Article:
Back to London, And Back to Work

Now that we are back in gray, damp, rainy, Londony London after two weeks in the sunny USA – and my mind has had time to recuperate from all the activity and time changes – it is time to get back to work. Which means getting back to promoting my new novel, “Voodoo Hideaway” (now on sale!).

This is not something I particularly missed while on vacation, promoting my book. In fact, it took me roughly 36 hours after landing in London before I could even bring myself to sit down at the laptop and start into the promotional grind again. Ask any writer what they like least about publishing a book, and I’m betting 9 out of 10 will say promoting and marketing said book.

But, we must do what we must do, so without further ado…..

For those who have purchased and read “Voodoo Hideaway,” or plan to, please leave reviews on Amazon and Goodreads. It really helps, because the more reviews a book has, the better its chances of reaching more potential readers. It’s an algorithm thing I don’t really understand. Even a less-than-stellar review is better than no review at all – but since you are guaranteed to love this fine work of crime fiction, that won’t even come into play!

Anyway, thanks to those who have left reviews so far, and thanks in advance to those who plan to. It is greatly appreciated. I am trying to get to at least 20 Amazon reviews, and we are nearly halfway there. I expect the pace to pick up over the next month-and-a-half, when summer winds down and more people have more time to read (and review!) and review (and review!).

If you are a writer (or reader), and you want to know why reviews on Amazon and Goodreads are important for authors like me, here’s a quick primer:

My book’s publisher, Atmosphere Press, is a small, independent company out of Austin, Texas, made up of writers, editors, and other literary/book professionals. They operate on a fairly slim budget, part of which is funded by the writers themselves. They are not a household name, and don’t carry nearly the weight of a big publisher like Simon & Schuster or Penguin Random House.

A big publisher can pour millions of dollars into promoting books, buying ads, and paying off large bookstore chains to display their books at the front of the store. They have the clout to get books recommended by Oprah, get their authors reviewed in The New York Times, The Guardian or Publisher’s Weekly, get their authors interviewed on “Good Morning America,” and generally monopolize the entire industry.

That monopoly is getting stronger, BTW, with so many big houses gobbling up smaller ones, which means the Alpha Publishers have even more clout now than they did before. This is not an encouraging trend.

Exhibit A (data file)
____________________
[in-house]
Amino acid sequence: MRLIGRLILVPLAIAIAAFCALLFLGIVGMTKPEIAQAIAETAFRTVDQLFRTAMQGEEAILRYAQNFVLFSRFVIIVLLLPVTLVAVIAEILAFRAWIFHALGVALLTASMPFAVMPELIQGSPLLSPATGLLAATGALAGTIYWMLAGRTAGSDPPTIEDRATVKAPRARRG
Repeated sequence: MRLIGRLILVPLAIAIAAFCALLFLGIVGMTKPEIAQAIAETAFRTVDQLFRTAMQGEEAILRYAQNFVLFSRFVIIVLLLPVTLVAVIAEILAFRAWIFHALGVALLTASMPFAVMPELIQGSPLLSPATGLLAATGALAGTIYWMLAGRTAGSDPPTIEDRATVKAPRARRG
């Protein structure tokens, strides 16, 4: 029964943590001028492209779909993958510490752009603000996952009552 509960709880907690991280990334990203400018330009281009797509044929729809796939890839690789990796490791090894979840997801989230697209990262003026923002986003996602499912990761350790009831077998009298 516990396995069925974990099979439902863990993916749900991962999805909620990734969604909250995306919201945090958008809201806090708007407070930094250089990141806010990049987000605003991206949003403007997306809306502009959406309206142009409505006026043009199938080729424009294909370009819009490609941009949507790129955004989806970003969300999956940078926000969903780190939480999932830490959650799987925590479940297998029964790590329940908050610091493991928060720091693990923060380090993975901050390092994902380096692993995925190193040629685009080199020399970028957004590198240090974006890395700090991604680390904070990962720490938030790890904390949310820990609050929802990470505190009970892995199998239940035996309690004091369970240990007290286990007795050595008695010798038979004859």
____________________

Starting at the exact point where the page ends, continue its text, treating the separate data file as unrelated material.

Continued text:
There are a bunch of smaller publishers out there fighting for the pieces of the market that the big ones don’t control. But it ain’t easy. Small publishers can try to do all the things the big publishers do, like get their authors some kind of national or international attention. Some even succeed every so often.

But for the most part, small publishers mainly reach out to reviewers, podcasts, influencers, bookstores, etc., and simply hope for the best. Thus far, one book review site has reviewed my book – Readers Favorite – and it gave “Voodoo Hideaway” five stars. So I’m pleased about that. Beyond that, much of the promotional work is left to authors through social media, blogs, cold calls, and the like.

Unless you have a huge social media or blog following (which I don’t), or have the know-how to build a large social media or blog following (which I don’t), you can expect a long, hard slog getting sales to where you want them to be. I’ve been advised to hire a millennial to handle my social media. It’s probably good advice. We’ll see.

What I do know is that it’s a marathon and not a sprint, at least for me. Well-known, established authors might be able to sell tens of thousands of books right out of the gate, aided by the push they get from their well-known, established publishers. But Vance Cariaga, author of “Voodoo Hideaway” from Atmosphere Press? He has to take the long view – and that view includes figuring out a way to get a well-known book reviewer to give “Voodoo Hideaway” a read. That’s all I ask, you well-known book reviewers. Just give it a read.

So, if you see me on here frequently trying to drum up interest – and encouraging you to leave reviews on Amazon and Goodreads – now you know why.

Thanks for your support!

Oh, and here are links to buy “Voodoo Hideaway:”

Atmosphere Press


Barnes & Noble



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